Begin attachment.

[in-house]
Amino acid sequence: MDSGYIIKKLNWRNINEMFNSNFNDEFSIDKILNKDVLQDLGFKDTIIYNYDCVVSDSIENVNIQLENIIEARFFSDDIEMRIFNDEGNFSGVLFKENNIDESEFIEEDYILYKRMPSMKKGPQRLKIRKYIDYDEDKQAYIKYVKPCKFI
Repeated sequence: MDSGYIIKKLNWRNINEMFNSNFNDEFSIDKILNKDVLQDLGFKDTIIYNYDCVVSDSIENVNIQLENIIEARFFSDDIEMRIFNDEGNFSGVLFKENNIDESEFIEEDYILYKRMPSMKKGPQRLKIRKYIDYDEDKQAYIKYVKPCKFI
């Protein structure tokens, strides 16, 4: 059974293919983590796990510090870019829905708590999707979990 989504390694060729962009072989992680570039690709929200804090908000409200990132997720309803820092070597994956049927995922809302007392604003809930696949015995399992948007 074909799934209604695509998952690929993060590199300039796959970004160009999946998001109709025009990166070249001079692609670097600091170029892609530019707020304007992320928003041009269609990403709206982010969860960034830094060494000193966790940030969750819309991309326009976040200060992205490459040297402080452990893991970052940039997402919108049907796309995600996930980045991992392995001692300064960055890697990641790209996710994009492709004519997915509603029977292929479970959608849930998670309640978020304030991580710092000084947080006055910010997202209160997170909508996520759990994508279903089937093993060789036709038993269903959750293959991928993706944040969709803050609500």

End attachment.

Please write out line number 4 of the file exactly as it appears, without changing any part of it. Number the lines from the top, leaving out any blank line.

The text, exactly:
């Protein structure tokens, strides 16, 4: 059974293919983590796990510090870019829905708590999707979990 989504390694060729962009072989992680570039690709929200804090908000409200990132997720309803820092070597994956049927995922809302007392604003809930696949015995399992948007 074909799934209604695509998952690929993060590199300039796959970004160009999946998001109709025009990166070249001079692609670097600091170029892609530019707020304007992320928003041009269609990403709206982010969860960034830094060494000193966790940030969750819309991309326009976040200060992205490459040297402080452990893991970052940039997402919108049907796309995600996930980045991992392995001692300064960055890697990641790209996710994009492709004519997915509603029977292929479970959608849930998670309640978020304030991580710092000084947080006055910010997202209160997170909508996520759990994508279903089937093993060789036709038993269903959750293959991928993706944040969709803050609500």